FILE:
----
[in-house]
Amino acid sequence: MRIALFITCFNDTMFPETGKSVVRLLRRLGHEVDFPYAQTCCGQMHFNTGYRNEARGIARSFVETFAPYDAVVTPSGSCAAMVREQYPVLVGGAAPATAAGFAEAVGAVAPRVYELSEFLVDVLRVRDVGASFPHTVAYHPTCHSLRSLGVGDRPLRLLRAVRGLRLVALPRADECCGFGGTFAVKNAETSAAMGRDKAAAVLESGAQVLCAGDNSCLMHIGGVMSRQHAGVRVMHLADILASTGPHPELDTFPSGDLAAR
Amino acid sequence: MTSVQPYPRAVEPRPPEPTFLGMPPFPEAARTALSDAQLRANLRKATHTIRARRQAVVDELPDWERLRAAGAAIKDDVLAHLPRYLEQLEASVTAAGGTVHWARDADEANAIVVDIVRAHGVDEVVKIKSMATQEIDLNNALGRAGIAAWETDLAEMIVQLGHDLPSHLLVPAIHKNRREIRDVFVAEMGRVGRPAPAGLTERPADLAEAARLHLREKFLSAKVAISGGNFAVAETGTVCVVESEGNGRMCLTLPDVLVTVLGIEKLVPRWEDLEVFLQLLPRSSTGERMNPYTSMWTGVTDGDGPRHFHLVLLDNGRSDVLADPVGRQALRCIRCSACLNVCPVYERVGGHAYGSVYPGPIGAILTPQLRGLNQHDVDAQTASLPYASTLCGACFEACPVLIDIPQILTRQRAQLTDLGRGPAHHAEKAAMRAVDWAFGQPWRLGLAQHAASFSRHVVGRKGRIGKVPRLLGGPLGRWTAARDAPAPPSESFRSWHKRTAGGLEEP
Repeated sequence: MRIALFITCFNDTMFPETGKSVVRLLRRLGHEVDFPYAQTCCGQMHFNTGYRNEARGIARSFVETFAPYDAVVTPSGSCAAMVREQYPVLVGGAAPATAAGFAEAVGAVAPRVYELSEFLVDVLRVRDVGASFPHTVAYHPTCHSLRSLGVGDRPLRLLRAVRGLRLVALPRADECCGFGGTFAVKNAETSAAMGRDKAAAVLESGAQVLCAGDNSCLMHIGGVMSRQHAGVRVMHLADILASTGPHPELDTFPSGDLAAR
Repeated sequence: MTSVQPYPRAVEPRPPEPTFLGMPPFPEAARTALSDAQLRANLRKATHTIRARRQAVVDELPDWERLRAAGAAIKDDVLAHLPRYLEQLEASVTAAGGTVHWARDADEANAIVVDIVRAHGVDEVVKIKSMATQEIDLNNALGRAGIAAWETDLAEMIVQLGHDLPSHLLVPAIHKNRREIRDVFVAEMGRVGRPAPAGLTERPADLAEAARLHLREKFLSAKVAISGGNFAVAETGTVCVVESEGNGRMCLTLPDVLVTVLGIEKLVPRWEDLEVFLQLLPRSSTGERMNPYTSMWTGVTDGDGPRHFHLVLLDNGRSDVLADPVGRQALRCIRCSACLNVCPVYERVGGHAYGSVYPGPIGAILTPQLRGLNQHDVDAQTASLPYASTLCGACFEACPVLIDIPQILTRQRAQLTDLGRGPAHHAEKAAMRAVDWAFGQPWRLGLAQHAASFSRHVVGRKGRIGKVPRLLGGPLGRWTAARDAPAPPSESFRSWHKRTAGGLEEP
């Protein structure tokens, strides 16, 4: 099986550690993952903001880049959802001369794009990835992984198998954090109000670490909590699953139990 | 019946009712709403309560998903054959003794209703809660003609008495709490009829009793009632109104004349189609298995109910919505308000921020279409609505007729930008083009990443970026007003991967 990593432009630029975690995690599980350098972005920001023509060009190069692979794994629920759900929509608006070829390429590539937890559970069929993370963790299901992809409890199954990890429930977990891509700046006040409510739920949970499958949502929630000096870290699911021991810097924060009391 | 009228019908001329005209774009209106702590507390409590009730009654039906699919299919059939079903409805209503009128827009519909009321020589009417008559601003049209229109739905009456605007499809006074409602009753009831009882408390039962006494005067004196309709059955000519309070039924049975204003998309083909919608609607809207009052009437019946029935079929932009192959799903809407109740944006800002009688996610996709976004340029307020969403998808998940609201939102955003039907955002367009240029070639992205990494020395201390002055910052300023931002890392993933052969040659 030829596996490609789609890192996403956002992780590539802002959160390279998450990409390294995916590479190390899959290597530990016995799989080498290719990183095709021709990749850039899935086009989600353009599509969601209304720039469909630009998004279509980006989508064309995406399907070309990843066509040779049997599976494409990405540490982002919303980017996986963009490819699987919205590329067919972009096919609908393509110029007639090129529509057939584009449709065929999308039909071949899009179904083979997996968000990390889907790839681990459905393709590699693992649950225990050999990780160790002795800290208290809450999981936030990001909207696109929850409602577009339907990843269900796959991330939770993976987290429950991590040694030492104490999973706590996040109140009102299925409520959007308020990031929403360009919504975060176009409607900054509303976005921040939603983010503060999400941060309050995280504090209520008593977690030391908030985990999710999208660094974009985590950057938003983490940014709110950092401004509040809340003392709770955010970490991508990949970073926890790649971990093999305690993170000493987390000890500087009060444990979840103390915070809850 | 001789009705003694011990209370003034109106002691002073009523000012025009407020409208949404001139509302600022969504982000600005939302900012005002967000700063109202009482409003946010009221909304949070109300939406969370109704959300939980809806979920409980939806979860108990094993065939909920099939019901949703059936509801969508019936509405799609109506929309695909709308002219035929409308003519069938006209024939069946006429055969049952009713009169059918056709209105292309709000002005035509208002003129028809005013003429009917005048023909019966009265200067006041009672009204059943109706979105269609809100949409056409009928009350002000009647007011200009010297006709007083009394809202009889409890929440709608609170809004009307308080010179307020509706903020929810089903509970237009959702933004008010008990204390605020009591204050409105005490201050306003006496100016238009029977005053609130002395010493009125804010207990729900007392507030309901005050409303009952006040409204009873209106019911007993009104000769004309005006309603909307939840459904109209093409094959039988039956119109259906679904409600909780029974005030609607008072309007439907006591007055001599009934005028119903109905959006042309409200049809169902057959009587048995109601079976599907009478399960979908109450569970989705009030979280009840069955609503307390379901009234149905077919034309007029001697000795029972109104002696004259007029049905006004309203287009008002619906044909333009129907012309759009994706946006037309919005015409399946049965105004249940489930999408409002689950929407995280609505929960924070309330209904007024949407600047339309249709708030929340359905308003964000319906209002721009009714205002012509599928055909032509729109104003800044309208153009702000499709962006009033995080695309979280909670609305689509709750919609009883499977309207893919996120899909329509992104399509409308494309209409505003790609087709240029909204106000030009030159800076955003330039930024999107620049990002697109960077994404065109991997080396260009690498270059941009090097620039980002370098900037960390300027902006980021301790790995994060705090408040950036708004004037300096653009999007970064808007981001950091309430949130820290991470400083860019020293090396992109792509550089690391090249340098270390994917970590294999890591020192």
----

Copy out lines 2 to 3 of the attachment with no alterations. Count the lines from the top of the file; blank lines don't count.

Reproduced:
Amino acid sequence: MRIALFITCFNDTMFPETGKSVVRLLRRLGHEVDFPYAQTCCGQMHFNTGYRNEARGIARSFVETFAPYDAVVTPSGSCAAMVREQYPVLVGGAAPATAAGFAEAVGAVAPRVYELSEFLVDVLRVRDVGASFPHTVAYHPTCHSLRSLGVGDRPLRLLRAVRGLRLVALPRADECCGFGGTFAVKNAETSAAMGRDKAAAVLESGAQVLCAGDNSCLMHIGGVMSRQHAGVRVMHLADILASTGPHPELDTFPSGDLAAR
Amino acid sequence: MTSVQPYPRAVEPRPPEPTFLGMPPFPEAARTALSDAQLRANLRKATHTIRARRQAVVDELPDWERLRAAGAAIKDDVLAHLPRYLEQLEASVTAAGGTVHWARDADEANAIVVDIVRAHGVDEVVKIKSMATQEIDLNNALGRAGIAAWETDLAEMIVQLGHDLPSHLLVPAIHKNRREIRDVFVAEMGRVGRPAPAGLTERPADLAEAARLHLREKFLSAKVAISGGNFAVAETGTVCVVESEGNGRMCLTLPDVLVTVLGIEKLVPRWEDLEVFLQLLPRSSTGERMNPYTSMWTGVTDGDGPRHFHLVLLDNGRSDVLADPVGRQALRCIRCSACLNVCPVYERVGGHAYGSVYPGPIGAILTPQLRGLNQHDVDAQTASLPYASTLCGACFEACPVLIDIPQILTRQRAQLTDLGRGPAHHAEKAAMRAVDWAFGQPWRLGLAQHAASFSRHVVGRKGRIGKVPRLLGGPLGRWTAARDAPAPPSESFRSWHKRTAGGLEEP